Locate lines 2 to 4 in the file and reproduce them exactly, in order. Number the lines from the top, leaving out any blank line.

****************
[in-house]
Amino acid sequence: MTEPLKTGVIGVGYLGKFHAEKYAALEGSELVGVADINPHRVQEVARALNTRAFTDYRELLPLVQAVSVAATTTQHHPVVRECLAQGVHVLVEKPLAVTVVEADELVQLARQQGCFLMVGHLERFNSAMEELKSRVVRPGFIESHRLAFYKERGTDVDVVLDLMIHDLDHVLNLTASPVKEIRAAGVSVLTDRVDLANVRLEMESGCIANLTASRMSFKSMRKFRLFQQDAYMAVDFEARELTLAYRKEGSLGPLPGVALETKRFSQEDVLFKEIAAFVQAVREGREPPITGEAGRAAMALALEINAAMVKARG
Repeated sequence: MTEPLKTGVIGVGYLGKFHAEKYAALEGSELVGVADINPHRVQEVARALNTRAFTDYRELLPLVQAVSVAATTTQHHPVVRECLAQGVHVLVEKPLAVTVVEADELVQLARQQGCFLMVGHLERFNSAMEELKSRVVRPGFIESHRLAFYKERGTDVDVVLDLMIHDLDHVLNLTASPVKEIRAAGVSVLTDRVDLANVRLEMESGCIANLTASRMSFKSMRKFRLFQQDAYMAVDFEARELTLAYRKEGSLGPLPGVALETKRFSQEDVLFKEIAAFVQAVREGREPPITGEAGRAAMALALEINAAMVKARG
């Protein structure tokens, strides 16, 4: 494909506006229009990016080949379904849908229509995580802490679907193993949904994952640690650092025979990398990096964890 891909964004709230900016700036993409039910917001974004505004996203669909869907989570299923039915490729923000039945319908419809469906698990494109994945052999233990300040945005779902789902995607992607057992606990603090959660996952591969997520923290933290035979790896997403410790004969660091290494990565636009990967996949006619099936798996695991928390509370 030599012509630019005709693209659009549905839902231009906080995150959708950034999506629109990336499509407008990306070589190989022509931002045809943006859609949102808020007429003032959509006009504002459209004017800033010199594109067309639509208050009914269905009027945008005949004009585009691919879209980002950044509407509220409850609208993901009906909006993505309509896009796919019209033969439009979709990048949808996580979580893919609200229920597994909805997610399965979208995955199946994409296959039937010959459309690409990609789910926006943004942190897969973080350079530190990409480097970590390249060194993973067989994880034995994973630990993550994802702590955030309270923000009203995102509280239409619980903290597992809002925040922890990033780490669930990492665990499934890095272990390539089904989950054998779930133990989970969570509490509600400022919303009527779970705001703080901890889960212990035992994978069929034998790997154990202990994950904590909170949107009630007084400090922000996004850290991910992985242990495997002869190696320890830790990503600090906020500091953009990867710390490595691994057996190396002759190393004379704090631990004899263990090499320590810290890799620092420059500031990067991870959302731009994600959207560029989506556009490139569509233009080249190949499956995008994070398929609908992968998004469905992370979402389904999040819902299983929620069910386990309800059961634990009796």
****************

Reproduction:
Amino acid sequence: MTEPLKTGVIGVGYLGKFHAEKYAALEGSELVGVADINPHRVQEVARALNTRAFTDYRELLPLVQAVSVAATTTQHHPVVRECLAQGVHVLVEKPLAVTVVEADELVQLARQQGCFLMVGHLERFNSAMEELKSRVVRPGFIESHRLAFYKERGTDVDVVLDLMIHDLDHVLNLTASPVKEIRAAGVSVLTDRVDLANVRLEMESGCIANLTASRMSFKSMRKFRLFQQDAYMAVDFEARELTLAYRKEGSLGPLPGVALETKRFSQEDVLFKEIAAFVQAVREGREPPITGEAGRAAMALALEINAAMVKARG
Repeated sequence: MTEPLKTGVIGVGYLGKFHAEKYAALEGSELVGVADINPHRVQEVARALNTRAFTDYRELLPLVQAVSVAATTTQHHPVVRECLAQGVHVLVEKPLAVTVVEADELVQLARQQGCFLMVGHLERFNSAMEELKSRVVRPGFIESHRLAFYKERGTDVDVVLDLMIHDLDHVLNLTASPVKEIRAAGVSVLTDRVDLANVRLEMESGCIANLTASRMSFKSMRKFRLFQQDAYMAVDFEARELTLAYRKEGSLGPLPGVALETKRFSQEDVLFKEIAAFVQAVREGREPPITGEAGRAAMALALEINAAMVKARG
């Protein structure tokens, strides 16, 4: 494909506006229009990016080949379904849908229509995580802490679907193993949904994952640690650092025979990398990096964890 891909964004709230900016700036993409039910917001974004505004996203669909869907989570299923039915490729923000039945319908419809469906698990494109994945052999233990300040945005779902789902995607992607057992606990603090959660996952591969997520923290933290035979790896997403410790004969660091290494990565636009990967996949006619099936798996695991928390509370 030599012509630019005709693209659009549905839902231009906080995150959708950034999506629109990336499509407008990306070589190989022509931002045809943006859609949102808020007429003032959509006009504002459209004017800033010199594109067309639509208050009914269905009027945008005949004009585009691919879209980002950044509407509220409850609208993901009906909006993505309509896009796919019209033969439009979709990048949808996580979580893919609200229920597994909805997610399965979208995955199946994409296959039937010959459309690409990609789910926006943004942190897969973080350079530190990409480097970590390249060194993973067989994880034995994973630990993550994802702590955030309270923000009203995102509280239409619980903290597992809002925040922890990033780490669930990492665990499934890095272990390539089904989950054998779930133990989970969570509490509600400022919303009527779970705001703080901890889960212990035992994978069929034998790997154990202990994950904590909170949107009630007084400090922000996004850290991910992985242990495997002869190696320890830790990503600090906020500091953009990867710390490595691994057996190396002759190393004379704090631990004899263990090499320590810290890799620092420059500031990067991870959302731009994600959207560029989506556009490139569509233009080249190949499956995008994070398929609908992968998004469905992370979402389904999040819902299983929620069910386990309800059961634990009796």